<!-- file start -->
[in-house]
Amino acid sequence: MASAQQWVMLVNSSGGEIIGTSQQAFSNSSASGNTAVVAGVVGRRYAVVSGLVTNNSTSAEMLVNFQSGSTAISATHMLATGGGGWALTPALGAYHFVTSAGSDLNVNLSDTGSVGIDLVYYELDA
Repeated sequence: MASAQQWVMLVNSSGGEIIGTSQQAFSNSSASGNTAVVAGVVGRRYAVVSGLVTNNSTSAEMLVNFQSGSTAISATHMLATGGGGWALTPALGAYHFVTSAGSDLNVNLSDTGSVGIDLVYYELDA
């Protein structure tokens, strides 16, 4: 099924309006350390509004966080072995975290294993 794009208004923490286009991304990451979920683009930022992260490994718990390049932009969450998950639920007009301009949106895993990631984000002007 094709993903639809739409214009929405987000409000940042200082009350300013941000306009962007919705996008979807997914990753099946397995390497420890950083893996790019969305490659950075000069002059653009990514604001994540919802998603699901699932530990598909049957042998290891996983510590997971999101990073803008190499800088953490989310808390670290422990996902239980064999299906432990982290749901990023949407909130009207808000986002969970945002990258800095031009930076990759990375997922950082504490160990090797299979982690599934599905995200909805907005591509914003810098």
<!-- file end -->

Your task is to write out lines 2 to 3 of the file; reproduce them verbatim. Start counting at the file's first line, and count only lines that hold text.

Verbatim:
Amino acid sequence: MASAQQWVMLVNSSGGEIIGTSQQAFSNSSASGNTAVVAGVVGRRYAVVSGLVTNNSTSAEMLVNFQSGSTAISATHMLATGGGGWALTPALGAYHFVTSAGSDLNVNLSDTGSVGIDLVYYELDA
Repeated sequence: MASAQQWVMLVNSSGGEIIGTSQQAFSNSSASGNTAVVAGVVGRRYAVVSGLVTNNSTSAEMLVNFQSGSTAISATHMLATGGGGWALTPALGAYHFVTSAGSDLNVNLSDTGSVGIDLVYYELDA